Overall Satisfaction with MySQL
We built a robust content management system with mysql with a web front end, a MAMP stack. Our design approach including writing computation-heavy parts of the application in procedures which worked very well. We used triggers to track changes and states of data points that moved between different languages and therefore had to be treated differently. We got a lot of mileage out of an open source platform. Overall, it performed very well.
- Shifting computations to the server-side and leveraging the power of the database engine made our application fast.
- Our mysql databases were stable.
- At the time we built the CMS, we banned subqueries because they were so slow, however, their performance has been improved since then.
- Our team was never able to get a proper service contract funded. I think we would have benefited from more access to the mysql engineers from time to time. The overhead of the MAMP stack was negligible. Our salaries were the only real cost. I'd say we were a bargain!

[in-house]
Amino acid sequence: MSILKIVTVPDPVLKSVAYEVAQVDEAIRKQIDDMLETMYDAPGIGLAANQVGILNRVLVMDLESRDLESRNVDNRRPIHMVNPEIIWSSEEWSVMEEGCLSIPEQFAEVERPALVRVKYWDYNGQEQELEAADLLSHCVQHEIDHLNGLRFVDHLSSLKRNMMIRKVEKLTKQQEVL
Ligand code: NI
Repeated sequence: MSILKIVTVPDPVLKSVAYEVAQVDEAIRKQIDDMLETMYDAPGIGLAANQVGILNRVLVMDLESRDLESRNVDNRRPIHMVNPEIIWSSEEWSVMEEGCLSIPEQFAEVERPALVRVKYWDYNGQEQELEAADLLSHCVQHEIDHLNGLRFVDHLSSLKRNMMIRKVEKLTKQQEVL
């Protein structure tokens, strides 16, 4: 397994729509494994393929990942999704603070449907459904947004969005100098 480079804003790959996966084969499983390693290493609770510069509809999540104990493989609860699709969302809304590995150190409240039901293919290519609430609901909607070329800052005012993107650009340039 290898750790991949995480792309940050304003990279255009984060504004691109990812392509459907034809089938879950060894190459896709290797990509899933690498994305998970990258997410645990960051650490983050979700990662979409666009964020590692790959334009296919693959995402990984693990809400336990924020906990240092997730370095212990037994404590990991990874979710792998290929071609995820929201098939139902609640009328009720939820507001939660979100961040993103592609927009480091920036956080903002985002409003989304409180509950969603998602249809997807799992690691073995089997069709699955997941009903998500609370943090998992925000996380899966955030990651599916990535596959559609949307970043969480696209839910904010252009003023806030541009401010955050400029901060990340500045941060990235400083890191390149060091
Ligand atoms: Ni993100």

I've used Oracle. MySQL is not a fully featured but it's like its little brother. For an open source product, it's a serious database. It's evolved over the years and continues to improve.
It really depends on type of project, of course. We had a problem as a team finding contractors to hire who were both familiar with mysql and more advanced database features and data modeling. Since it's open source and free to use, it suffers from being the go-to for very rudimentary application. In addition, I've seen some very idiosyncratic programming with mysql from developers obviously unaware of best practices in ETL and data modeling. With a properly skilled development team, however, you can really get a lot of value from mysql.